2001: A Space Odyssey (1968)
Kubrick makes the list again with this epic, visually-stunning science fiction film. From the dawn of man through humanity's exploration of space, Kubrick's meticulous attention to detail provides us with very realistic depictions of what - to audiences at the time - could only have been speculative fantasy. Even now - thirteen years beyond the "future" depicted in the film - a manned Jupiter mission is still only a distant possibility. Kubrick declined to explain the final sequence of the film, encouraging audiences to draw their own interpretations, and you can find many such interpretations from avid fans on the internet. I'd share my own theories, but I'm eschewing spoilers as much as I can in these blurbs. I do very much like this film, and I consider essential viewing for sci-fi fans.
Hitchcock had to shoot this film on a very tight budget, because studio executives were opposed to the idea of dramatizing Robert Bloch's novel about a deranged serial killer. They would not give him his usual budget. He had to fight with the censors over the violence and sexuality, as well. (Amazingly tame by today's standards, though, of course.) However, it all paid off as Psycho was a huge hit with audiences. In fact, it was the most profitable film of Hitchcock's career. It remains a highly popular film. I like it very much, too. It's not my favorite from Hitch, but I can see why it's high on the list.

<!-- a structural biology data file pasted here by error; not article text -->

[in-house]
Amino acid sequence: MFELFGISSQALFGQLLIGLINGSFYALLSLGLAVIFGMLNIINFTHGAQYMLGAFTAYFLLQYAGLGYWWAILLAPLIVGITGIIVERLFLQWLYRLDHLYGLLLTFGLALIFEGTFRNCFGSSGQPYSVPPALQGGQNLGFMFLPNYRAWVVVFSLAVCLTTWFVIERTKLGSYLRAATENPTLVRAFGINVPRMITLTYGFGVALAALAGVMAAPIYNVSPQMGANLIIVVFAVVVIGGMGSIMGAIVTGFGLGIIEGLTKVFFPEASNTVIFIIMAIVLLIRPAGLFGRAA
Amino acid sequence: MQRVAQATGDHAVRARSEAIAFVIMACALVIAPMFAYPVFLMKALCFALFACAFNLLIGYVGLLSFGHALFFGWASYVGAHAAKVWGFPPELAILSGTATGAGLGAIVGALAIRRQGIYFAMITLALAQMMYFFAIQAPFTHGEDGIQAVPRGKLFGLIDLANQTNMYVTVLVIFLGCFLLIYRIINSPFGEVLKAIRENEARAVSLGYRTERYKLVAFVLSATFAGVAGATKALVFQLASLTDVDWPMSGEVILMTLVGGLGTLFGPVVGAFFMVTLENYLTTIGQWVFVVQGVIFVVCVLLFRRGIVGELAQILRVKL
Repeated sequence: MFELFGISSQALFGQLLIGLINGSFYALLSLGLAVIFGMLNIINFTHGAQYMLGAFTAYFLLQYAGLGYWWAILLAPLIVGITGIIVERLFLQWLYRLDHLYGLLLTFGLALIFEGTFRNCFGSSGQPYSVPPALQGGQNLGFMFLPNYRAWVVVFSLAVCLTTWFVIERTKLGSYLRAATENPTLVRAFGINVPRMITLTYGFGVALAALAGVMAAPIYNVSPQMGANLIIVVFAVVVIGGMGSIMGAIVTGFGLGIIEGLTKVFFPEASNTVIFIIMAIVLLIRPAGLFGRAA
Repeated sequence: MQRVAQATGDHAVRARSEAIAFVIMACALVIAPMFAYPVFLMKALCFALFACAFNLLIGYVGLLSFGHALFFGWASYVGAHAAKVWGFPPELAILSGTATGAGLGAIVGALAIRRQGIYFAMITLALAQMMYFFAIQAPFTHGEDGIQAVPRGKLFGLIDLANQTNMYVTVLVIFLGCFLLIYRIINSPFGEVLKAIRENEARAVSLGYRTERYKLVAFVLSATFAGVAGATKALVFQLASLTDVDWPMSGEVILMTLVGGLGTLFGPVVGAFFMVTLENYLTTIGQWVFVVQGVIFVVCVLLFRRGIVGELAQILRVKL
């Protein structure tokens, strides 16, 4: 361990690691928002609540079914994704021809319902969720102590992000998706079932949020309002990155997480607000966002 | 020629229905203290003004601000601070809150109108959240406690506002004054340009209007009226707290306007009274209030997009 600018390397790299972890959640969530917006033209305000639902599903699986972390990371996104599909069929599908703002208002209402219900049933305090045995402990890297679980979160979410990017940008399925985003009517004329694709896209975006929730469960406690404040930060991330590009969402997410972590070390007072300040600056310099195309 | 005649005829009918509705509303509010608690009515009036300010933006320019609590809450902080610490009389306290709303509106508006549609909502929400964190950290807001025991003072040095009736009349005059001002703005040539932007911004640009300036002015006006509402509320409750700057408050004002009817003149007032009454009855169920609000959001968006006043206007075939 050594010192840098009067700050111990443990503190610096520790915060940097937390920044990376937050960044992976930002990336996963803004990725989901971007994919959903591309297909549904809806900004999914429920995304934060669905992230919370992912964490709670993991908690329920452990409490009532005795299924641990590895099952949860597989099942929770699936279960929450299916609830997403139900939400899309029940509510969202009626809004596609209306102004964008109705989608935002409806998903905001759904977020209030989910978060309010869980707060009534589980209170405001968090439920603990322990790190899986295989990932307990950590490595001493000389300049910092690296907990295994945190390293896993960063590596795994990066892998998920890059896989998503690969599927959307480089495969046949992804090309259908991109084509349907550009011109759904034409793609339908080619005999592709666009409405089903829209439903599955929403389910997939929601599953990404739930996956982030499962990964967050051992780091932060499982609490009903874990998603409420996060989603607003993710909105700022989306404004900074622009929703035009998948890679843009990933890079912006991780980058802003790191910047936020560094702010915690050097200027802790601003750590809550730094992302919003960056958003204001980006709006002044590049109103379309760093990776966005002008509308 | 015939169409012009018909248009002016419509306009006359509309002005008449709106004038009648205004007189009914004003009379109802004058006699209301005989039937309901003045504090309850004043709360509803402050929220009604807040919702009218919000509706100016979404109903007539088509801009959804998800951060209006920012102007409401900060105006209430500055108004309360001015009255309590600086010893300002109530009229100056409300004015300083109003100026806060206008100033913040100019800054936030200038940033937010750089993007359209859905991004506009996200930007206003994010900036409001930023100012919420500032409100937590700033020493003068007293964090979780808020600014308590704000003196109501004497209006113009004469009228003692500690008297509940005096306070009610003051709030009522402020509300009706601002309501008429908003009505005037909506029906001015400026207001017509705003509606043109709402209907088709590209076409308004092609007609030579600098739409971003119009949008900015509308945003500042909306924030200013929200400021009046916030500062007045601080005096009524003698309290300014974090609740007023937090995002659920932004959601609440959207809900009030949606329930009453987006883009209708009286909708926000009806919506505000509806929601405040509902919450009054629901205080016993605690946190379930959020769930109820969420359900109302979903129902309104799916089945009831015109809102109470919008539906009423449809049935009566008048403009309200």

Star Wars (1977)
This was my first movie in a theater. Apparently, I sat captivated in my seat for the entire two hours without budging. Considering that I was a rambunctious three-year-old at the time, that speaks to how much I enjoyed this film. I do remember making myself hoarse the next day from imitating Chewbacca's various yells. Chewbacca was my first favorite movie star, and when I got to meet the man behind the furry mask, Peter Mayhew, a little over a year ago, I was more moved than I expected to be. Who hasn't seen this movie? Really.
The Searchers (1956)
John Wayne won his Oscar for playing Rooster Cogburn in True Grit, but I really feel that this was his best performance. Ethan Edwards is also probably the most complex character Wayne has ever played. When his nieces are kidnapped by Comanches, Edwards sets out on a years-long Homeric odyssey to find them. Some critics found the movie a little repetitive, but I think that was director John Ford's way of conveying the frustration inherent in the long search. Good movie. If you like Westerns, you should definitely check this one out.
City Lights (1931)
As I've said before, it's hard for me to pick my favorite Chaplin film, but this is one of the tops for me, definitely. This one has the prize fighting sequence, which is absolutely one of my favorite scenes ever on film. This is a great film. I'm definitely with the AFI voters on this one.
I still recommend seeing the whole movie, but here is that boxing sequence from the aforementioned City Lights.